Laser leveling, no-till and hybrid seeds also contribute to Agriculture water savings. But the farmer’s work is never done. Over the next 30 years it is estimated famers will need to grow 70% more food on the same land and with the same water use we have today…but that’s if you limit farming to land and fresh water. Saline Agriculture Worldwide is working to shift the amount of freshwater used in farming to saline water and claim success of saline grown crops including carrots, beetroots, cauliflower, wheat and more during the 2018 summer heat wave and drought in the Netherlands.

This brings us to desalination, a process that can be used to treat sea water, or brackish groundwater. It removes salt from the water itself, leaving fresh water that can be consumed or used for crops. Desalination is one of humanity’s oldest water purification techniques, with civilizations in ancient times using this process to convert seawater to drinking water on their ships. Desalination on a large scale requires large amounts of power are required. This results in it being a costly way of treating water according to USGS. But improvements have been made and technology will continue to improve. An article in Wired, reports the cost of desalination has gone down by 50% the last 30 years.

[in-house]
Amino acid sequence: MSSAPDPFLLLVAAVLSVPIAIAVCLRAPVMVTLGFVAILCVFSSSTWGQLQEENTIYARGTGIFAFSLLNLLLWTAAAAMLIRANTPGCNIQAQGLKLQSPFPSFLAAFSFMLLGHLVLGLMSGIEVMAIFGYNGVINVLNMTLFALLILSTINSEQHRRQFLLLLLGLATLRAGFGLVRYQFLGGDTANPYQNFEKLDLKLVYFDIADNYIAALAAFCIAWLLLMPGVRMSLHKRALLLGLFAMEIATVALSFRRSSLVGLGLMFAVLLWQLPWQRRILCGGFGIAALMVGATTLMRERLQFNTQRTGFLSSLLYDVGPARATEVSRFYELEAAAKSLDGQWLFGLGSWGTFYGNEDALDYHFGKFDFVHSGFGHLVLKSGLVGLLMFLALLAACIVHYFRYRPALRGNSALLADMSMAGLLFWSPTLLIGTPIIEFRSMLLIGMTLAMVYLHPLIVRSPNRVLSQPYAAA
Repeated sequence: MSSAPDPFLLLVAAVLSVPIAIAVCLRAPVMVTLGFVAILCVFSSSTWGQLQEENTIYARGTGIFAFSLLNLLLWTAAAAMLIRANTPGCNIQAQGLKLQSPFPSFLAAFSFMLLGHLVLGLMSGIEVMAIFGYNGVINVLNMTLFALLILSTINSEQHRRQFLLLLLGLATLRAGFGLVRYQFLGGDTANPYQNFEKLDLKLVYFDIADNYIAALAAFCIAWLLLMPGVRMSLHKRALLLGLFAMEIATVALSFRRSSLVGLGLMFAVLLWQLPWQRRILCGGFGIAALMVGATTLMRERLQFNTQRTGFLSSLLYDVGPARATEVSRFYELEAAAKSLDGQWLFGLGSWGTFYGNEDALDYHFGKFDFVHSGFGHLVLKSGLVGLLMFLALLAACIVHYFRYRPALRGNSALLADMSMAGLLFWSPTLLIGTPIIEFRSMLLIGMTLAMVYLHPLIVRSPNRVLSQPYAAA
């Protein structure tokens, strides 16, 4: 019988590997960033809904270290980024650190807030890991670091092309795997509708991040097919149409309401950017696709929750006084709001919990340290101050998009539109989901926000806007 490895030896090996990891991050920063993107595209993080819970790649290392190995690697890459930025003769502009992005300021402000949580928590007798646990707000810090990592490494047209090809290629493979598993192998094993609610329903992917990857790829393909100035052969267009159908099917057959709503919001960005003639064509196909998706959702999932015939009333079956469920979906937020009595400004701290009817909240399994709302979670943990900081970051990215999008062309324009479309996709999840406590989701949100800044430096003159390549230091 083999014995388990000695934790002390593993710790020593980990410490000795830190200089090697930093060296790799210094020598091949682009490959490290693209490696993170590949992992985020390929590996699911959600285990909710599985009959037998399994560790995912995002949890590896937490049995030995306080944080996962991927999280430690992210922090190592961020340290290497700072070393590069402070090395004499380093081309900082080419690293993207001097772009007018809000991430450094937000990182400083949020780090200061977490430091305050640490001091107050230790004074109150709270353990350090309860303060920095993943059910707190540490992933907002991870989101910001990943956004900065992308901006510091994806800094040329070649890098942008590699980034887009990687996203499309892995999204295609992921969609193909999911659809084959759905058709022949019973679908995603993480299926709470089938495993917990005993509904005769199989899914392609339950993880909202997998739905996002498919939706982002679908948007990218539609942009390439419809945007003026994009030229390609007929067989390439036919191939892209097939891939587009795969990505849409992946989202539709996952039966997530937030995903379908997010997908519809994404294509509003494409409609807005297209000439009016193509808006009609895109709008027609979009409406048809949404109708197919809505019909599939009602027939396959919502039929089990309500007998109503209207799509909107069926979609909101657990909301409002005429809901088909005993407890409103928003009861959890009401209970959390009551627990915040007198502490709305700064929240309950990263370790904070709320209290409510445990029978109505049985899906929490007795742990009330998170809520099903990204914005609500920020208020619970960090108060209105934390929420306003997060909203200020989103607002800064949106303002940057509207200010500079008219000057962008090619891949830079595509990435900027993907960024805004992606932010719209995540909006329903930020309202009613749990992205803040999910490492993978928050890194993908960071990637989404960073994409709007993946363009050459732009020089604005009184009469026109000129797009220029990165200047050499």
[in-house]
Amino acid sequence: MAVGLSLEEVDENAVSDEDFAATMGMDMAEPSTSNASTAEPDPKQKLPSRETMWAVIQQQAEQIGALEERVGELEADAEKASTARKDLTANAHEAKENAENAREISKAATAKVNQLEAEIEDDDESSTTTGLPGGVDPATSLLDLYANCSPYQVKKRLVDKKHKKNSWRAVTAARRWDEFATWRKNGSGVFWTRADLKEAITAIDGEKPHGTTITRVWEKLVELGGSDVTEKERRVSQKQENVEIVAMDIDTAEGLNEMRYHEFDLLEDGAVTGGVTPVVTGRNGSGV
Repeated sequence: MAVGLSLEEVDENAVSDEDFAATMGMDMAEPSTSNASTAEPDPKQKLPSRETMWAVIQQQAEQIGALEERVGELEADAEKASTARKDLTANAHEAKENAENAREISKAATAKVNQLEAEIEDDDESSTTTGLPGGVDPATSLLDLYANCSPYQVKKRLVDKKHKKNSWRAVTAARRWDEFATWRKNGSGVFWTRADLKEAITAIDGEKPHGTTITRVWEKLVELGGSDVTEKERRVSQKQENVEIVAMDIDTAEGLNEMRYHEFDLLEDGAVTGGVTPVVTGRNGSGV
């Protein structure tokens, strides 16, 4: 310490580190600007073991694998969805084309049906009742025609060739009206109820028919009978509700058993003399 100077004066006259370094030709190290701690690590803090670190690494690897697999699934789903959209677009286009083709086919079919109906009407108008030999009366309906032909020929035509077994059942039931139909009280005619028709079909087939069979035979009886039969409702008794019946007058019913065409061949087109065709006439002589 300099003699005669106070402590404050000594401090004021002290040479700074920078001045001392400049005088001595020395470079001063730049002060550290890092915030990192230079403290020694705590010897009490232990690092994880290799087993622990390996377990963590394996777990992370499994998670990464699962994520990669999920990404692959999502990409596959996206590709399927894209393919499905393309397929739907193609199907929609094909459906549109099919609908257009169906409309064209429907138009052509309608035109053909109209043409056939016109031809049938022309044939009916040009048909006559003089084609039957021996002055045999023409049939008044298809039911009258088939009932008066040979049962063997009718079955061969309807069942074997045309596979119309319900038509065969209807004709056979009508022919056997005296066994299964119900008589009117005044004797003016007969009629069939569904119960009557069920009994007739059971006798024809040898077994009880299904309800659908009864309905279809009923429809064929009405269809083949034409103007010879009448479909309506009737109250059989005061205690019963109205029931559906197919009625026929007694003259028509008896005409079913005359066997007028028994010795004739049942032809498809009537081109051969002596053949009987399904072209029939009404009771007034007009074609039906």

Sea crops and desalination will continue to grow in relevance as urbanization expands over farmland that cannot be replaced. Additional agricultural measures being taken include can be found here.

Municipal & Industrial

Municipalities and water districts treat and deliver the majority of the remaining 28% of our water use to city parks, schools, homes, golf courses, entertainment venues, small businesses, office buildings, industrial warehouses, mining, manufacturing, transportation, and power generation…basically everything that makes up our daily modern world. Pretty impressive to think all of that is only 30% of our water use. On the surface, these things seem so big it’s easy to think there is nothing we can do individually to reduce our water usage in any of these areas, so let’s take a dive and see the validity of that mindset.